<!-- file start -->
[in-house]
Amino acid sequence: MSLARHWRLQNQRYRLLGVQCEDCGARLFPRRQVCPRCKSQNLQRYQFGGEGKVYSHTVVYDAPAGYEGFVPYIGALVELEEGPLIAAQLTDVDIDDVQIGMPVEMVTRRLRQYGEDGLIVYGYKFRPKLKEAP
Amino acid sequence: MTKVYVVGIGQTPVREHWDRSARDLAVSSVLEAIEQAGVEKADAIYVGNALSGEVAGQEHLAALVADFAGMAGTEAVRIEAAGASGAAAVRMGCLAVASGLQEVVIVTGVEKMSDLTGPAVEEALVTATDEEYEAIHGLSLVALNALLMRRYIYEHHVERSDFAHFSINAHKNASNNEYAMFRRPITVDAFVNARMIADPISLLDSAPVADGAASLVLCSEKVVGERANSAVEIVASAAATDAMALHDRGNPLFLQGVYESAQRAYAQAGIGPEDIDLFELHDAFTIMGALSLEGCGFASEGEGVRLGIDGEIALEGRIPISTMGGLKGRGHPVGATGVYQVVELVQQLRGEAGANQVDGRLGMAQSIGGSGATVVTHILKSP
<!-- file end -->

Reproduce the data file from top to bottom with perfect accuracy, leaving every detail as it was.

[in-house]
Amino acid sequence: MSLARHWRLQNQRYRLLGVQCEDCGARLFPRRQVCPRCKSQNLQRYQFGGEGKVYSHTVVYDAPAGYEGFVPYIGALVELEEGPLIAAQLTDVDIDDVQIGMPVEMVTRRLRQYGEDGLIVYGYKFRPKLKEAP
Amino acid sequence: MTKVYVVGIGQTPVREHWDRSARDLAVSSVLEAIEQAGVEKADAIYVGNALSGEVAGQEHLAALVADFAGMAGTEAVRIEAAGASGAAAVRMGCLAVASGLQEVVIVTGVEKMSDLTGPAVEEALVTATDEEYEAIHGLSLVALNALLMRRYIYEHHVERSDFAHFSINAHKNASNNEYAMFRRPITVDAFVNARMIADPISLLDSAPVADGAASLVLCSEKVVGERANSAVEIVASAAATDAMALHDRGNPLFLQGVYESAQRAYAQAGIGPEDIDLFELHDAFTIMGALSLEGCGFASEGEGVRLGIDGEIALEGRIPISTMGGLKGRGHPVGATGVYQVVELVQQLRGEAGANQVDGRLGMAQSIGGSGATVVTHILKSP